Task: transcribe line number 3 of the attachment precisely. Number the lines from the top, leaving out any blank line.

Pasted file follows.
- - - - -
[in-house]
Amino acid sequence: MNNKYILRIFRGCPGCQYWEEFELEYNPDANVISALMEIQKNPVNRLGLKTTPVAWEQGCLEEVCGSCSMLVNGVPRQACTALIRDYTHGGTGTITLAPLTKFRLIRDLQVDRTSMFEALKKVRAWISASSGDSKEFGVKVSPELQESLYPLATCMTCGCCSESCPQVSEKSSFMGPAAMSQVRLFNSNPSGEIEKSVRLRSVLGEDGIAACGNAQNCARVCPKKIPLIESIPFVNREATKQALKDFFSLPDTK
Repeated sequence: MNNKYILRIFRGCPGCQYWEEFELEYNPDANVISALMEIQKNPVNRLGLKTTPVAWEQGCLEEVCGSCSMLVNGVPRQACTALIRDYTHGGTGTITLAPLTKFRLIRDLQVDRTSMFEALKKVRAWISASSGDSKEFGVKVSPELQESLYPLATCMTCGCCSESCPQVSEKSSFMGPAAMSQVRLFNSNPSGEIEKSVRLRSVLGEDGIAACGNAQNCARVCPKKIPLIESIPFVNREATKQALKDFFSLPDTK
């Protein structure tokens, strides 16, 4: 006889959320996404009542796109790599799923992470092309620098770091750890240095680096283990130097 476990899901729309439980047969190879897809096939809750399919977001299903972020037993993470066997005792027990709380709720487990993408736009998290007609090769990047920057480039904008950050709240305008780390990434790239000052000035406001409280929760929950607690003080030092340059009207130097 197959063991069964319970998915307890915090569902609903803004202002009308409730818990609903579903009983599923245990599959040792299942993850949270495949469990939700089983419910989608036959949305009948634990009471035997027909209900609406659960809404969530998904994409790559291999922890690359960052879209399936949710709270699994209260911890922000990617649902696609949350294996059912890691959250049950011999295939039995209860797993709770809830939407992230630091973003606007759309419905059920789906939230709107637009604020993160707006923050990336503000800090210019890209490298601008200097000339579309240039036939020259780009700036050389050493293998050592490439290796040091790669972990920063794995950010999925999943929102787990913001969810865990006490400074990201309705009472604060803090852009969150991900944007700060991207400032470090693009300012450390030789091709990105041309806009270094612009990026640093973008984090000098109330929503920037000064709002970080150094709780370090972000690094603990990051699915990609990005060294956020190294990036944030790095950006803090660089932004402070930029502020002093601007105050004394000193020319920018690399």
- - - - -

Repeated sequence: MNNKYILRIFRGCPGCQYWEEFELEYNPDANVISALMEIQKNPVNRLGLKTTPVAWEQGCLEEVCGSCSMLVNGVPRQACTALIRDYTHGGTGTITLAPLTKFRLIRDLQVDRTSMFEALKKVRAWISASSGDSKEFGVKVSPELQESLYPLATCMTCGCCSESCPQVSEKSSFMGPAAMSQVRLFNSNPSGEIEKSVRLRSVLGEDGIAACGNAQNCARVCPKKIPLIESIPFVNREATKQALKDFFSLPDTK